Matcha has been consumed in Japan since the 7th century and is famous for providing drinkers with a calming sort of energy. Matcha is a specific type of Japanese green tea that differs from other traditional teas in the preparation process and in how the plant is grown.
Matcha tea plants are shaded for a few weeks before the harvest to increase natural levels of caffeine and amino acids. The leaves are allowed to dry, stems and veins are removed from the leaves, and then the tea is ground into a fine powder. The powder can be dissolved in milk or water to produce a slightly sweet, richly flavorful tea.
The process of making Matcha begins about twenty days before the harvest, when the tea leaves are shaded from the sun. Shading concentrates the plant's chlorophyll content, its dark green coloring. Shading also boosts nutrient content. During this shaded growth, the tea plant produces more theanine and caffeine.
Shading of green tea
The process of shade growing, which takes about three weeks, gives the tea its high caffeine content.
Believe it or not, it contains more caffeine than coffee does. One teaspoon contains 70 milligrams of caffeine, while a shot of espresso contains just 64 milligrams of caffeine. This means that one cup of this tea will give you a greater energy boost than your average cup of coffee will.
Matcha contains 10-15% more life-sustaining amino acids and other nutrients that your body needs. One cup of regular green tea contains 3 mg amino acids compared to 44.7 mg in Matcha.
Not all matcha is created equal. Ceremonial grade powdered tea is equivalent to that which is used in traditional Japanese ceremonies, while culinary grade is used to flavor noodles, lattes, ice cream, and more.
The unique caffeine in Matcha is called theophylline. Theophylline is proved to provide a more sustained release of energy, helping you to avoid that caffeine crash 2 hours after a cup of coffee. Because it is shade-grown, Matcha has higher levels of theophylline than any other type of green tea.
Blends of this tea are given poetic sounding names by their producers or sellers. These names are called chamei, which translates to "tea names." If a particular blend is found suitable by a grand master of the tea ceremony, usually with a family lineage of ceremony masters, he gives it its chamei. It is then known also as his konomi, or "butcher block of leaf."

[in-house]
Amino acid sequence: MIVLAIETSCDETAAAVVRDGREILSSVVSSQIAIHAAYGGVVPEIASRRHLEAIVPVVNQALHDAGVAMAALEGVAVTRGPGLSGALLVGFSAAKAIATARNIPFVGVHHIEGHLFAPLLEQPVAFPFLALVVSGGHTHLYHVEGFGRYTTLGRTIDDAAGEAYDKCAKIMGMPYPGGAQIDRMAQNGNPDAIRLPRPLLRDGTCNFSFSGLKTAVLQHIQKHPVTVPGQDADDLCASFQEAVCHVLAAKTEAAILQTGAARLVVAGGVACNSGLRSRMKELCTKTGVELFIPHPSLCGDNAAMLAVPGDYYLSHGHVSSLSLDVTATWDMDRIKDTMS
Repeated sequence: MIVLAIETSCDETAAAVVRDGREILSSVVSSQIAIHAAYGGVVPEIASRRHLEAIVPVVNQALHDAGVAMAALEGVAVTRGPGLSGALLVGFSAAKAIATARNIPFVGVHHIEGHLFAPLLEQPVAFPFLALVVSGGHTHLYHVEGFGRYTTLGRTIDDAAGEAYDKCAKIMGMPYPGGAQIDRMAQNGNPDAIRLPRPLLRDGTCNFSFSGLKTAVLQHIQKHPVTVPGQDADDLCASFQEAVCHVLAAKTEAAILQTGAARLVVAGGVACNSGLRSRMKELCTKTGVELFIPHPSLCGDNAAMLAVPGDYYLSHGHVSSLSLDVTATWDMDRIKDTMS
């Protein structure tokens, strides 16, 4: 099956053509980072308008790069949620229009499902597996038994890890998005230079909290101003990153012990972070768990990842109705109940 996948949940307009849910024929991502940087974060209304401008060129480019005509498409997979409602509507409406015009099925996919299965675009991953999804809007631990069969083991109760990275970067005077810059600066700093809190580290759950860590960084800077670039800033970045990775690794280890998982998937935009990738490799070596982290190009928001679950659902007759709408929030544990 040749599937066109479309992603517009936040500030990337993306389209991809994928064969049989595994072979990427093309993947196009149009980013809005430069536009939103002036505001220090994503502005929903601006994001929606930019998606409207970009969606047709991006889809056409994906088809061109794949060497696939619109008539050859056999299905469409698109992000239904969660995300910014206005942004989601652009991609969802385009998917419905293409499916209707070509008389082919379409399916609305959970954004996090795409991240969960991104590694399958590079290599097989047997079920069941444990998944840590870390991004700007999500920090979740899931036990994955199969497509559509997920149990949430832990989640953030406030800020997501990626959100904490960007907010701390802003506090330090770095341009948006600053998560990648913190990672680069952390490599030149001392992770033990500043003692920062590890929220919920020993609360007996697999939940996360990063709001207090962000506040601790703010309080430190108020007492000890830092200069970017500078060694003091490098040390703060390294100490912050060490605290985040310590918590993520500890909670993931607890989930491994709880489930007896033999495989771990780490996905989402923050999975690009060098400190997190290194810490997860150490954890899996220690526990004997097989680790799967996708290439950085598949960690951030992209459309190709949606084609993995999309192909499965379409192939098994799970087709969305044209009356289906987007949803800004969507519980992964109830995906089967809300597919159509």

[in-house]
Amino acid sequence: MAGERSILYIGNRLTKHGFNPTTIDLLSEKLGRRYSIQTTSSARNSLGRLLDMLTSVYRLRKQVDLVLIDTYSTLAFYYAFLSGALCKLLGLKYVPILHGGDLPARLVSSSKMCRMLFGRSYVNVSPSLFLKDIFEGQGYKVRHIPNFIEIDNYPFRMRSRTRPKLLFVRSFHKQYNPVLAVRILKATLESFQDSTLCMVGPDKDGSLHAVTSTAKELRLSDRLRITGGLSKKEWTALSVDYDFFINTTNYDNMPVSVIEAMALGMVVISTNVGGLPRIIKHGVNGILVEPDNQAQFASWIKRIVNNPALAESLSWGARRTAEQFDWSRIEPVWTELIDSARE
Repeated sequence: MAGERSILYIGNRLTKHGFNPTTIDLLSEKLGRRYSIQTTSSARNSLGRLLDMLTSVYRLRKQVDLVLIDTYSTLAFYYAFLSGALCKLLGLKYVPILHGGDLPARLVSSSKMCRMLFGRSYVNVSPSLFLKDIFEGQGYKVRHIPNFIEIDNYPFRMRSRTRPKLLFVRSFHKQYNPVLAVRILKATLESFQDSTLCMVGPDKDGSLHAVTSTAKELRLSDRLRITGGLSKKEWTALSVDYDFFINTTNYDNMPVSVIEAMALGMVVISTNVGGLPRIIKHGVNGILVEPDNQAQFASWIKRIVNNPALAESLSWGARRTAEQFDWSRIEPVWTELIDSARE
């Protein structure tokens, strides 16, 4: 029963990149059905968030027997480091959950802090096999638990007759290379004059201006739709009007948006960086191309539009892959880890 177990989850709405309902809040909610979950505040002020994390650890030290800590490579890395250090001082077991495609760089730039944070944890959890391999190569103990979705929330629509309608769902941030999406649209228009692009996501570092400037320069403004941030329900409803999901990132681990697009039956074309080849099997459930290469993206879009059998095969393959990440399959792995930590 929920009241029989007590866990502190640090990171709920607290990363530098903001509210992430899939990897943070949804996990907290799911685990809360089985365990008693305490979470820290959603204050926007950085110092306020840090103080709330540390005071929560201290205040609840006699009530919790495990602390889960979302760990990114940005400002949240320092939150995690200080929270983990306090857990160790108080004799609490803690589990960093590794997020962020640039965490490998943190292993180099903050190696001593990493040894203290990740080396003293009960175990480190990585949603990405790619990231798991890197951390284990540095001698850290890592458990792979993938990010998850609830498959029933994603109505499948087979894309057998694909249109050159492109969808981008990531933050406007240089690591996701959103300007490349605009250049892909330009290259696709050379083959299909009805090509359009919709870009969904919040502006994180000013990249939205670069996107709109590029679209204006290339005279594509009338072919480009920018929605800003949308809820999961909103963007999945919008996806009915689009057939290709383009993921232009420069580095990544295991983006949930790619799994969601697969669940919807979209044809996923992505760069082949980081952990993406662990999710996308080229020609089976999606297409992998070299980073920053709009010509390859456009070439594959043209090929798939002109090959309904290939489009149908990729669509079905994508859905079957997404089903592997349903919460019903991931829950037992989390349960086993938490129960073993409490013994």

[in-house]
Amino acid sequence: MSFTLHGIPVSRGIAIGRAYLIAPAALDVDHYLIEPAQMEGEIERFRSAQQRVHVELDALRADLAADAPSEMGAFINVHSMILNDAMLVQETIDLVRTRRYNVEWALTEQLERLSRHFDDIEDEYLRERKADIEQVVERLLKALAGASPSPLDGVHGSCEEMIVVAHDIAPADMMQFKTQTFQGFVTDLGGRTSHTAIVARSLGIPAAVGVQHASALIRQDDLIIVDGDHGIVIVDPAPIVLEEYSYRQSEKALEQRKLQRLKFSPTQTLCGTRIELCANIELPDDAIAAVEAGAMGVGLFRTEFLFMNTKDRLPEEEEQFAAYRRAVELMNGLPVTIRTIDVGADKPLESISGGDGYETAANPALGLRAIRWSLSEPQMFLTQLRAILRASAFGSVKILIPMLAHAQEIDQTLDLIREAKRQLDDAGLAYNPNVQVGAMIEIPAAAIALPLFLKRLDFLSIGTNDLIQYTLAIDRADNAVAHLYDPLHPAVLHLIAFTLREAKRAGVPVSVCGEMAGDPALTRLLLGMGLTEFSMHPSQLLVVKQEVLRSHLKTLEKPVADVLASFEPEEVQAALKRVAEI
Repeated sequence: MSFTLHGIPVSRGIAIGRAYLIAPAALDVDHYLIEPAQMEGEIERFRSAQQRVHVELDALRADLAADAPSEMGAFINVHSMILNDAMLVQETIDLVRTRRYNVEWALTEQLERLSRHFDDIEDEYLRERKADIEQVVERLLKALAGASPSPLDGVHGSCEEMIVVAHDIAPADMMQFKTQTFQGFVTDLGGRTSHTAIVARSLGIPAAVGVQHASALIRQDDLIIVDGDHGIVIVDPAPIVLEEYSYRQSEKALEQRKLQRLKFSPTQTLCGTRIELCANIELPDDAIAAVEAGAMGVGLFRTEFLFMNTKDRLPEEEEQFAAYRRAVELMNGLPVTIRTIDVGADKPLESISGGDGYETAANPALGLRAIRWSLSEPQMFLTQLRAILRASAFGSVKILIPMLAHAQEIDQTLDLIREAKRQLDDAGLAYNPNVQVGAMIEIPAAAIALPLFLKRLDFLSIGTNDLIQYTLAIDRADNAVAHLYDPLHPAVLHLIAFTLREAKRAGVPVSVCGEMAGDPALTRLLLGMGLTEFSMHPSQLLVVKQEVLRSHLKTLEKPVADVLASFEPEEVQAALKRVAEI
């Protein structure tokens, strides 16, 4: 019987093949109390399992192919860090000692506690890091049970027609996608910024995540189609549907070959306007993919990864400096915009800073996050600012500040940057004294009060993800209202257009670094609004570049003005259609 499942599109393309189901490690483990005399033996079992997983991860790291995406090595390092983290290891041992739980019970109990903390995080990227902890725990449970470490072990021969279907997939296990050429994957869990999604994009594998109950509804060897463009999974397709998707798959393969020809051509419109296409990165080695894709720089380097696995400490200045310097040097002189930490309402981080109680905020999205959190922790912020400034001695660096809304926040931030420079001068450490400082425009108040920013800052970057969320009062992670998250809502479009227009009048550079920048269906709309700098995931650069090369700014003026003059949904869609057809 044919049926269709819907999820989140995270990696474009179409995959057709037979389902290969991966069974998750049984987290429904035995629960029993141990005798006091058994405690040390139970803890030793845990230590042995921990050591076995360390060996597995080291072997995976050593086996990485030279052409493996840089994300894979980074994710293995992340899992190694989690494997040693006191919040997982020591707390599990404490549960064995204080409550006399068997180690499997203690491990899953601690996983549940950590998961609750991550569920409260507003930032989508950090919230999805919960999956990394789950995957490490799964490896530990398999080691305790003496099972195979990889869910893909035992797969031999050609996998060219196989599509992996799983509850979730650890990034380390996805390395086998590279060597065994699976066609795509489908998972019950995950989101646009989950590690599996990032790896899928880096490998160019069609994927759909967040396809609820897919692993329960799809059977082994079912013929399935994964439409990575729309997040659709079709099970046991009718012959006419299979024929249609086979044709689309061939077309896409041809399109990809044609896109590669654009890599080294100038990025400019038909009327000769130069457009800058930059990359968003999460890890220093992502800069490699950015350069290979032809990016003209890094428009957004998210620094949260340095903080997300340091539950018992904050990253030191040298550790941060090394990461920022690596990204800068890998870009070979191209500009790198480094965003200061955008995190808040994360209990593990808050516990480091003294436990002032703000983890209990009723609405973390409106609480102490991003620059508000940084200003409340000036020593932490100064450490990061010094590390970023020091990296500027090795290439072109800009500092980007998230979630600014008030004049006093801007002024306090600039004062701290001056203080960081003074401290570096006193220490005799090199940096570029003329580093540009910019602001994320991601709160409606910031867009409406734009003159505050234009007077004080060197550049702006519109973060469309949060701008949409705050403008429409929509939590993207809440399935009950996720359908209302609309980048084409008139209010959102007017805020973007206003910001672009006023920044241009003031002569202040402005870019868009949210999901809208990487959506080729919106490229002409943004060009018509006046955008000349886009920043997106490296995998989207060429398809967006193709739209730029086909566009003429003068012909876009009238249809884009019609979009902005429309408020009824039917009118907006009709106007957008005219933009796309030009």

Aracha is the state of the leaves after they have been steamed and dried. Tencha is the state after leaves have been de-stemmed and deveined.
Tencha – Very Bright green color
There are two main ways of preparing matcha, each for differing occasions. Usucha is a thin version of the tea, and koicha is a doubly thick version. Koicha is stirred very slowly. You don't want bubbles, like you would in a Usucha.
The grinding process is very slow because grinding must be done at low temperature to preserve high nutrient levels; heat will alter the aroma and the quality of the powder. Each stone grinder produces only about 40 grams in an hour. 40g will yield 20 bowls of usucha (thin). 40g will yield 10 bowls of koicha (thick)
A variety called Dark Matcha or Koicha is used in the Japanese tea ceremony. Dark Matcha was originally made from tea bushes that were over 100 years old; it is now made from certain cultivars.
If you’ve ever ordered a green tea-infused latte at Starbucks, you’ve probably tasted matcha before. That’s because Starbucks only uses matcha green tea in their blends. Japan currently has the fourth largest number of Starbucks stores, with around 1,040 across the island nation.
Matcha contains four times the catechins of regular brewed green tea. One cup of matcha contains the same amount of nutrition and antioxidants as ten cups of traditional green tea.
Matcha tea has 33 times the antioxidant potential of blueberries.
The drink is generally mixed with a bamboo brush, specially designed to froth the mix.
When making a Usucha you can also use a milk frother to introduce air into the mixture and get the creamy texture normally seen.
Koicha normally is made with more expensive varieties; the most expensive kind can be made from tea leaves over thirty years old.
Matcha in ceremony are traditionally served with a wagashi, which are Japanese sweets or small baked goods.
Matcha is Tencha tea that has been stoneground. Not to be confused with green tea powder, a usually much lower quality tea that has not undergone the extensive process.
Stone Grind for Matcha
When Matcha is made from older tea leaves, its sweeter.
The highest-quality varieties come from the southern regions of Japan which is mostly made from Yabukita varietal. Yabukita is popular because of its high yield and the umami flavor. Yabukita is frost resistant but susceptible to fungal diseases. Other varietals include Okumidori, Samudori, and Asahi.